Rudyard Kipling

1865-1936

 

Rudyard Kipling is buried in 'Poets' Corner', Westminster Abbey, London, England. He lies next to Charles Dickens.
 



Burial Stone of Rudyard Kipling
Photograph by Mike Reed

Kipling was born in Bombay in India and enjoyed an idyllic and spoilt childhood. However, at the age of six his parents sent him and his sister to school in England and they lodged at a house in Southsea with a uncaring woman who they were forced to call 'Auntie Rosa'. One of Auntie Rosa's many punishments was to stop Kipling reading (his first love) and as a result he took to reading in bad light which seriously exacerbated his short sightedness.

After attending the United Services College, Westward Ho! he returned to India (Lahore) where he worked as a journalist. He soon began to get poems and stories published in the newspaper and these were later collected in the form of Departmental Ditties (1886) and Plain Tales from the Hills (1888).

Kipling was a considerable poet who had a good ear for colloquial speech - as evidenced in poems such as Tommy and Danny Deever. His poetry was very popular with the general reading public and he was seen by many as the unofficial poet laureate. His perceived association with British imperialism has, recently, led to a decline in his reputation. However, his poems If  and The Way Through the Woods are regularly voted among the nation's favourite verse.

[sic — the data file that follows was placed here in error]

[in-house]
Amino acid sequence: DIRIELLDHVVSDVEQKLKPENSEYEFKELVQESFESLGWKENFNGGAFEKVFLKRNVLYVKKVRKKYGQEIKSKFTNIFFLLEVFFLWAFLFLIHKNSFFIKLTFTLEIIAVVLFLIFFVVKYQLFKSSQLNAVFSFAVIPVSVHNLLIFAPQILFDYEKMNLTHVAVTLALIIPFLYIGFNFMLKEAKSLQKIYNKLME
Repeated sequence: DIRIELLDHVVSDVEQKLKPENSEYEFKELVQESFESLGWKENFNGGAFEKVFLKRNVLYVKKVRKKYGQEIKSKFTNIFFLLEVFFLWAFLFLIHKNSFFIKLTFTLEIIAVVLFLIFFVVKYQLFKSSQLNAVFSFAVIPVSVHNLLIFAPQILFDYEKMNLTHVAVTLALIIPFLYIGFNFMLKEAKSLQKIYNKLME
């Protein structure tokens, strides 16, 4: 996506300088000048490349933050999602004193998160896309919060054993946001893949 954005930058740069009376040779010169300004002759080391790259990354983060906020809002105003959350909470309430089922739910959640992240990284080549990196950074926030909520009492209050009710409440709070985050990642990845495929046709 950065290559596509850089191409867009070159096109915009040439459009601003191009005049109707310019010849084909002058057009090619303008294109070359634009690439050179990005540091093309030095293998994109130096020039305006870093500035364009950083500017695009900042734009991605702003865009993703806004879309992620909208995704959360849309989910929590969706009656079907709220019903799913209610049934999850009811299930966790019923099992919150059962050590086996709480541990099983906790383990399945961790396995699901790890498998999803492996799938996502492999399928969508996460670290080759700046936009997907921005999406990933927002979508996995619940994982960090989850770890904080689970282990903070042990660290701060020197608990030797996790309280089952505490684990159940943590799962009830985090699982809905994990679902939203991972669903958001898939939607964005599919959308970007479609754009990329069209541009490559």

Kipling's son John was killed at the Battle of  Loos in the First World War, but his body and grave were never clearly identified - which left Kipling with a terrible sense of uncertainty.

Kipling was also a very talented children's author and he is remembered for works such as: The Jungle Book (1894), Just So Stories (1902), Puck of Pook's Hill (1906) and Kim (1937).

Rudyard Kipling

In 1895, following the death of Tennyson, Kipling refused to accept the Poet Laureateship. He also refused a knighthood and the Order of Merit, but in 1907 he became the first English writer to be awarded the Nobel Prize for Literature.

Kipling suffered a haemorrhage and died in a London hospital on the 18 January 1936 (his wedding anniversary.)

Like T.S.Eliot after him, he was cremated at the Golders Green Crematorium. The burial of his ashes in Westminster Abbey was  overshadowed by the fact that King George V was laid in state on exactly the same day.

Far-called, our navies melt away;
  On dune and headland sinks the fire:
Lo, all our pomp of yesterday
   Is one with Ninevah and Tyre!
Judge of the Nations, spare us yet,
Lest we forget - lest we forget!

From  Recessional

Read more of Kipling's poems

Rudyard Kipling Society

 

 


 

 

 
 
 
 

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